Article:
Jesse Inman worked for Hanifen Co. Inc. headquartered in Des Moines, Iowa, as a heavy-duty tow truck driver. He responded to Langholf’s call, parking his freight line wrecker directly in front of Langholf’s tractor-trailer.

Another Hanifen employee, Daniel Walsh, also responded to the call and parked his tow truck just behind Langholf’s. At that point, Herbert Terrell, a trucker for Hiner Equipment, LLC sideswiped Walsh’s tow truck and then crashed into Langholf’s tractor-trailer.

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On March 22, 2013, James McGinley, a delivery driver at the House of Blues in Chicago, was using a freight elevator to deliver heavy boxes of liquor to that location. However, when he was using the elevator, a descending door struck him and injured him.

He filed a lawsuit against Sysco Corp., pleading that upon his information and belief, a Sysco employee had been delivering goods to the same location earlier that day and had left his key in the elevator, which in turn was the cause of the door descending onto McGinley and injuring him.

McGinley alleged that Sysco was negligent and was also negligent as a common carrier. Sysco argued that it neither owned the premises nor controlled the elevator and thus had no duty of reasonable care to McGinley.

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The Illinois Appellate Court has found no abuse of discretion where the factors were not delineated in an order when a Cook County judge dismissed a case because of forum non conveniens.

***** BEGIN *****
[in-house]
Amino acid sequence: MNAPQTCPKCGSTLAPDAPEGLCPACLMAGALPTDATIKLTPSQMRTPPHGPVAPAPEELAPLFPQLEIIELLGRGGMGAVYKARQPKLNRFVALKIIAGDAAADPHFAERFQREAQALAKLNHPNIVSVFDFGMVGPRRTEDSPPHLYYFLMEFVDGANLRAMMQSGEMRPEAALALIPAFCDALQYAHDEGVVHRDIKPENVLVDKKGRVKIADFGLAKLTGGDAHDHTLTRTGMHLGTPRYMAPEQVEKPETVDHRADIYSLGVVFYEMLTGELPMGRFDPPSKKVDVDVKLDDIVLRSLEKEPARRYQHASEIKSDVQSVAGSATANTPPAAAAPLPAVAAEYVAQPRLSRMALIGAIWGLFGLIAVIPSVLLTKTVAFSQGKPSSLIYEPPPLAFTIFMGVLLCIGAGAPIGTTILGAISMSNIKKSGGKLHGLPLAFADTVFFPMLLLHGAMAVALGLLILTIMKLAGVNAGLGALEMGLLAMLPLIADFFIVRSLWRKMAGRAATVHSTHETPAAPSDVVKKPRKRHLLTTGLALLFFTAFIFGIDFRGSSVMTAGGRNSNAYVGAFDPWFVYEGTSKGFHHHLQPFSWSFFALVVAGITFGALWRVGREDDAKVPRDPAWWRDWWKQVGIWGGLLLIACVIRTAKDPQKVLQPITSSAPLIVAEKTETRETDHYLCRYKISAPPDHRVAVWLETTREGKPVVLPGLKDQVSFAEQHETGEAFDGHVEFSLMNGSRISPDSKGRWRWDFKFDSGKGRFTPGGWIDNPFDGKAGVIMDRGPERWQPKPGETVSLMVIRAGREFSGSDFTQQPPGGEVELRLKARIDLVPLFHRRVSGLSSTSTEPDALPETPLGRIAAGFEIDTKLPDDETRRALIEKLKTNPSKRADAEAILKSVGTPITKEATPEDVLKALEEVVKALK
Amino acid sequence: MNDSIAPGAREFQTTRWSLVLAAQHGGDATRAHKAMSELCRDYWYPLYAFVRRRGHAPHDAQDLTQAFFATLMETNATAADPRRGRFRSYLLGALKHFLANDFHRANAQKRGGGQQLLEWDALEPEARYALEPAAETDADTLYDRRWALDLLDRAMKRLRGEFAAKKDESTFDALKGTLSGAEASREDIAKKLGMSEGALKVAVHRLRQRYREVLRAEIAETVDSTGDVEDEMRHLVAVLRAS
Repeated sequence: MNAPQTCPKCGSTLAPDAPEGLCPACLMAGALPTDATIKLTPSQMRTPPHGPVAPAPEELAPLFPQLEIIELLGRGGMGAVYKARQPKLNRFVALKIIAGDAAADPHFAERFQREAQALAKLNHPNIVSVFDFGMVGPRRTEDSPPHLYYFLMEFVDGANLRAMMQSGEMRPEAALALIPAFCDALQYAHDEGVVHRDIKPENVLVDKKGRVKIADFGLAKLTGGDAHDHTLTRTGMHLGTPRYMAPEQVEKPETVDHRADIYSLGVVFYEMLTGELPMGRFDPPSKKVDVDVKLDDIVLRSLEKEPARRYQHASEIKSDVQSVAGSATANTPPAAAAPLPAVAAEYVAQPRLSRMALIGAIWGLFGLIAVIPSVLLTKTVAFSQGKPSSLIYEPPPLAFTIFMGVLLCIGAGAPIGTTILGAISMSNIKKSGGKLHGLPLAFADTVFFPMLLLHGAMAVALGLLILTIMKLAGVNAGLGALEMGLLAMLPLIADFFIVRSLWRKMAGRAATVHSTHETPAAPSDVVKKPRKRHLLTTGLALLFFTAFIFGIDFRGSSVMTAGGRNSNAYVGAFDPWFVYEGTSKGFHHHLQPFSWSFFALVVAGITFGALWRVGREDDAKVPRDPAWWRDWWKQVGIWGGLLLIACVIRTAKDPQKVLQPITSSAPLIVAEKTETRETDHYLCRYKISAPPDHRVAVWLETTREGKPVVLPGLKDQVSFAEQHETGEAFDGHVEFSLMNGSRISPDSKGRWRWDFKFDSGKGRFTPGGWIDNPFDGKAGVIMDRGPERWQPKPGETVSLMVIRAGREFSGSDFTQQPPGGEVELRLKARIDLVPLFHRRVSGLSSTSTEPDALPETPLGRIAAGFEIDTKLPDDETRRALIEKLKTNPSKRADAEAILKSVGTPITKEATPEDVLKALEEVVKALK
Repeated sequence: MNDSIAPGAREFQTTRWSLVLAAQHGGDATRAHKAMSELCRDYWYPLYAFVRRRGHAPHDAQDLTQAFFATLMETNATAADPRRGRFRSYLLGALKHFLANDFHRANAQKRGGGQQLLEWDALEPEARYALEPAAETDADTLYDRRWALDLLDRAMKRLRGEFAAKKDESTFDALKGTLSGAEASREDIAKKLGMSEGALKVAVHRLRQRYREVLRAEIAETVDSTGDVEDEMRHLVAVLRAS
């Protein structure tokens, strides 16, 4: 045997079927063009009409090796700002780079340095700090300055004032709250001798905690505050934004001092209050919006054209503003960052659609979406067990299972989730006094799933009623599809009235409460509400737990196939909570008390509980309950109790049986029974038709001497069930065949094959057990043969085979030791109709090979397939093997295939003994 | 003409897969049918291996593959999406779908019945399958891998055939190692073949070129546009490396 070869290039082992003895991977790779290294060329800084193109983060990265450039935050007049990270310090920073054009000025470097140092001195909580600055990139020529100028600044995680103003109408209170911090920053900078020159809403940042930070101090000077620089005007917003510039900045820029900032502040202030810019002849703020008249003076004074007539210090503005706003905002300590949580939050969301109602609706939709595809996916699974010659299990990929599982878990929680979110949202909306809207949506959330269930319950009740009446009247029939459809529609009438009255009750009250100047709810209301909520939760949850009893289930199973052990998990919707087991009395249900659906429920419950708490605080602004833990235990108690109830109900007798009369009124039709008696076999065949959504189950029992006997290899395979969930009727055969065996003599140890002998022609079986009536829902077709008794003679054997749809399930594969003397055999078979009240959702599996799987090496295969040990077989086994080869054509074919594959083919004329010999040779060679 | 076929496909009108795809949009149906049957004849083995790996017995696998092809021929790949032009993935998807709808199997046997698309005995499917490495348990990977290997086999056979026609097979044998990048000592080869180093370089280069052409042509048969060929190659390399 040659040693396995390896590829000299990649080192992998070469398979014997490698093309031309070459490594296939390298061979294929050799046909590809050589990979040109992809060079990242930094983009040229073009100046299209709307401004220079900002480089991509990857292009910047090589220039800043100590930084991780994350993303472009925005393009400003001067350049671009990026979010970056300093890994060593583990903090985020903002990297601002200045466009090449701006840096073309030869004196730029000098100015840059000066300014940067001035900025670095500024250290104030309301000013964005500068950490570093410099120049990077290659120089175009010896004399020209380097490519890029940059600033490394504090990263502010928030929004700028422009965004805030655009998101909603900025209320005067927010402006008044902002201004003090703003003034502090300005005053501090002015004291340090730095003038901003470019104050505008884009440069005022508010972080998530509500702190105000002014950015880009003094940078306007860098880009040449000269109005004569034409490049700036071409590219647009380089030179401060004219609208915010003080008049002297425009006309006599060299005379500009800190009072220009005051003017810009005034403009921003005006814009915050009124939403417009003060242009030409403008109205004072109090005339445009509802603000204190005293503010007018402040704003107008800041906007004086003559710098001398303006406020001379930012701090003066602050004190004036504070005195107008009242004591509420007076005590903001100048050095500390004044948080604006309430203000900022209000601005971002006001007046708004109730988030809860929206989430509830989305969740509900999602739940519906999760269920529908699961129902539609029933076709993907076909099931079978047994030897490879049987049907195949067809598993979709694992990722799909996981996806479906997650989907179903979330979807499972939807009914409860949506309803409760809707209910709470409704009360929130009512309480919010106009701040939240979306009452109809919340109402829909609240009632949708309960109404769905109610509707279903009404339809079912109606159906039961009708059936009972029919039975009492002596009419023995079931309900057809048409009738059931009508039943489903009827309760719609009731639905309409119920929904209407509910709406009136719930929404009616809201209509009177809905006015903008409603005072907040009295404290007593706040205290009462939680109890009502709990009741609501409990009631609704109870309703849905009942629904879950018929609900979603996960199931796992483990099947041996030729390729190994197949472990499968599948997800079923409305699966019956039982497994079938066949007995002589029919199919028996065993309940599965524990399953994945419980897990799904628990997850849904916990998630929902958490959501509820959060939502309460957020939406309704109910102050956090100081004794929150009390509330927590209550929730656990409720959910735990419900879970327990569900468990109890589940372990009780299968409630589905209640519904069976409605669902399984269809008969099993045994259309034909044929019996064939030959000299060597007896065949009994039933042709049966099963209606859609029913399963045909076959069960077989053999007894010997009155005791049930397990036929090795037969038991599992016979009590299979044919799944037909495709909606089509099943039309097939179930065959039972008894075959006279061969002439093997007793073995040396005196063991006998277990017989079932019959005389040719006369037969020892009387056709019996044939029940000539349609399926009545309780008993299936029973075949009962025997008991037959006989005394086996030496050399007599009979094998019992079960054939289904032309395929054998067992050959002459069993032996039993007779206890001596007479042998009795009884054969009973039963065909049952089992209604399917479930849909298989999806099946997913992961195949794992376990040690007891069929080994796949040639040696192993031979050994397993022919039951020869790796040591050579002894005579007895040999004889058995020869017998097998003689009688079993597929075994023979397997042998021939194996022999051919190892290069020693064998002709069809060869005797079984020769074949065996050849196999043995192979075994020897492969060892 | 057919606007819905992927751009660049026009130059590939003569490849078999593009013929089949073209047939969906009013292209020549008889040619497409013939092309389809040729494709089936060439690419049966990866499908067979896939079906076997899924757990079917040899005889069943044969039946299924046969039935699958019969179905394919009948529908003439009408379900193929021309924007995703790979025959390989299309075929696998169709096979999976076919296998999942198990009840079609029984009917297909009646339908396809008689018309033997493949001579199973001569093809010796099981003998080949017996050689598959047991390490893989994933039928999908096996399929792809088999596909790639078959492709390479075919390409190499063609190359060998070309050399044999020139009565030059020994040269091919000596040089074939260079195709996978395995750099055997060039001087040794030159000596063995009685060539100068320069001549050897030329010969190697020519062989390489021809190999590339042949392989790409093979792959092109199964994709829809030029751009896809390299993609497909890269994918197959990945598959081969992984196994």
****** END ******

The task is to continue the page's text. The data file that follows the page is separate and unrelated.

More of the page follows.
In this case, on Oct. 24, 2013, in Belvidere, Ill., there was a crash involving a car driven by Kenneth Kazort and a garbage truck driven by an operator from Advanced Disposal Services Solid Waste LLC. The garbage truck driver was John Padgett. Padgett was alleged to have backed into a driveway in order to turn around and move on to the next resident. When the garbage truck pulled out, Kazort, who was out of view, was blocked by “numerous large trees, a recreational vehicle, vegetation and other foliage.”

As the garbage truck pulled out into the street, Kazort’s car and the truck crashed into each other, killing Kazort. Malinda Ruch was appointed administrator of the Kazort estate and filed a lawsuit in the Circuit Court of Cook County claiming negligence on the part of Padgett and on his employer Advanced Disposal.

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The Illinois Supreme Court has affirmed a decision of a trial judge who denied a motion for substitution of judge that is usually a matter of right under 735 ILCS 5/2-1001(a)(2)(ii). In this case, the special administrator of the Estate of Bowman, Connie Bowman, filed a medical negligence case against Dr. Michael V. Ottney. There were pretrial rulings on substantive issues involving discovery disclosures. Bowman at that point voluntarily dismissed the lawsuit with the right to refile within one year without prejudice. The underlying lawsuit was brought by the plaintiff Connie Bowman who was the special administrator of the estate of Char Bowman who sought damages against the defendant Ottney.

The refiled lawsuit was then assigned to the very same judge who presided over the earlier proceedings. Again, Bowman moved for substitution of judge as a matter of right. The circuit court judge denied the motion but certified a question to the Illinois Appellate Court, which concluded that the court had discretion to deny a motion for substitution filed by a plaintiff where the court had ruled on matters of substance in the plaintiff’s previously filed but now dismissed lawsuit.